How about his illness as a platform to exit the election with honor? We’re too far along for the Republican National Committee to seat another candidate in time to make it onto ballots, but if the illness were to be severe, Trump would have the out that some people speculate he wants if he can’t win.
“There are so many things in this race that are fluid to both candidates that it’s hard to see what to focus on,” Klarides said.
In Trumbull Friday afternoon, Republican Rep. Dave Rutigliano knocked on doors for his re-election campaign for 2 1/2 hours. Trump’s illness was topic No. 1, right? Wrong. It barely came up, he said.
“My voters are upset, a lot of board of education talk here in Trumbull,” Rutigliano said. “The distance learning has caused a lot of stress ... People are worried about their kids.”
As for Trump, Rutigliano wishes him well, of course, but isn’t focused on him. “He’s got his race to run, I’ve got mine,” he said. “I’m in my bubble.”
So few voters are undecided on Trump vs. Biden that Trump’s illness diminishes in importance. Besides, the rap that Trump came down with the sickness because he wasn’t careful isn’t accurate in the view of many supporters. If he caught it from Hope Hicks, a top aide, that could have happened to anyone.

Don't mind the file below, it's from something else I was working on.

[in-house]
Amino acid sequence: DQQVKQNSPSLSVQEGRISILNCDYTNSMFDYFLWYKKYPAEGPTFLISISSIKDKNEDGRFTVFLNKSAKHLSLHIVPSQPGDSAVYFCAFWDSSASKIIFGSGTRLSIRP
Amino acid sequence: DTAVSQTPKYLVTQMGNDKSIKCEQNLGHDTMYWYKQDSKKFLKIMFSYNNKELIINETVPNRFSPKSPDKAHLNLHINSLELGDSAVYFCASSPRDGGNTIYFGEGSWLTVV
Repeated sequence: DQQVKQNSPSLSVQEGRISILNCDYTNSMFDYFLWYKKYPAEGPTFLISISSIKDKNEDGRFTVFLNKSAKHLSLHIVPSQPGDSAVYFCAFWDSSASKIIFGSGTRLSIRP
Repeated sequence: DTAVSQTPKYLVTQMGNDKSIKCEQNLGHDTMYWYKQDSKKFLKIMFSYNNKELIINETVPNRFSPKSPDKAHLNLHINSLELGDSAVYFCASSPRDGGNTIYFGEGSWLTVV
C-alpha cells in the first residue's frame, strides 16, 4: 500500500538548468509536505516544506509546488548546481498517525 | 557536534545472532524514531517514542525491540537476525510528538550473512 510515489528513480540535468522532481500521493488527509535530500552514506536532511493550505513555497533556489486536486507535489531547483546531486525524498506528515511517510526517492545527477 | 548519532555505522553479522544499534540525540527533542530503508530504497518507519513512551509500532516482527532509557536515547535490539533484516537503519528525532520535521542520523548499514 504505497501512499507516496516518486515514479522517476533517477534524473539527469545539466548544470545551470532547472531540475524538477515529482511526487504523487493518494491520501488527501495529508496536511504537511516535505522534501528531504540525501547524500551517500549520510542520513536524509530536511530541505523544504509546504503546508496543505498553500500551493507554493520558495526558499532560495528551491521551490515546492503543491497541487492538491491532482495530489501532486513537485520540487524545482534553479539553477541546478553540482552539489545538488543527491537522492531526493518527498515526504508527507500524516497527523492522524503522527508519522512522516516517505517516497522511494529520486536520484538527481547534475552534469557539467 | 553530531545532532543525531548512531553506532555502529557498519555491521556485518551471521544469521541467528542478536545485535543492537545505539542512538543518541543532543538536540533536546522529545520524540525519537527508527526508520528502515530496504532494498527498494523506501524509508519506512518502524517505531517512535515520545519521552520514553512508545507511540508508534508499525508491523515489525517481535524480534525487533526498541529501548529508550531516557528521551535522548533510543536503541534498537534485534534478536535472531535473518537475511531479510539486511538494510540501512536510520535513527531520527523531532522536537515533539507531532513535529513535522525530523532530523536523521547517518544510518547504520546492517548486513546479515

“When I’m inside my law office and I’m talking to my law partners, I’m not wearing a mask,” said state Senate Minority Leader Len Fasano, R-North Haven, who, like Klarides and Rutigliano, supports distancing guidelines.
“The guy has COVID,” Fasano said. “Can we just wish him well?
U.S. Rep Jahana Hayes, D-5, has the illness even now, Fasano pointed out. “Did she do something wrong? It’s going to happen, it’s out there. ... It’s part of life, unfortunately.”
All true, and it’s unseemly to shame anyone, Trump included, for any type of illness, accident or medical condition. That he did so ruthlessly exactly four years ago to his opponent, Hillary Clinton, after her bout with pneumonia, that he mocked a disabled news reporter in his 2016 campaign, is part of the irony but beside the point. Civilized people don’t do that stuff.
The point is not revenge, it’s that Trump has painted himself as different, above the fray, a consummate winner.
“I don’t know that it has any consequential impact on votes he’s going to win or not win,” said Chuck Pyne, chairman of the Woodbridge Republican Town Committee and treasurer of the GOP state central committee.
“It certainly proves he’s human and I don’t think it’s a declarative statement about him not being careful,” Pyne said, noting that a journalist reported Friday that Trump had asked him to keep his distance when he leaned in to talk to the president on Air Force One.
The public perception depends on how the illness unfolds and how the president reacts. On Friday night, Trump joined the 30,742 Americans hospitalized with COVID-19, although the threshold for making that decision in his case had to be lower because he’s commander-in-chief (with great insurance). That has to hurt him more than it would if Biden caught COVID, because of the image thing.
“Anything that happens with Donald Trump is cataclysmic to somebody,” Pyne said. “This is one more event in the saga of Donald Trump and we’ll see how it plays out.”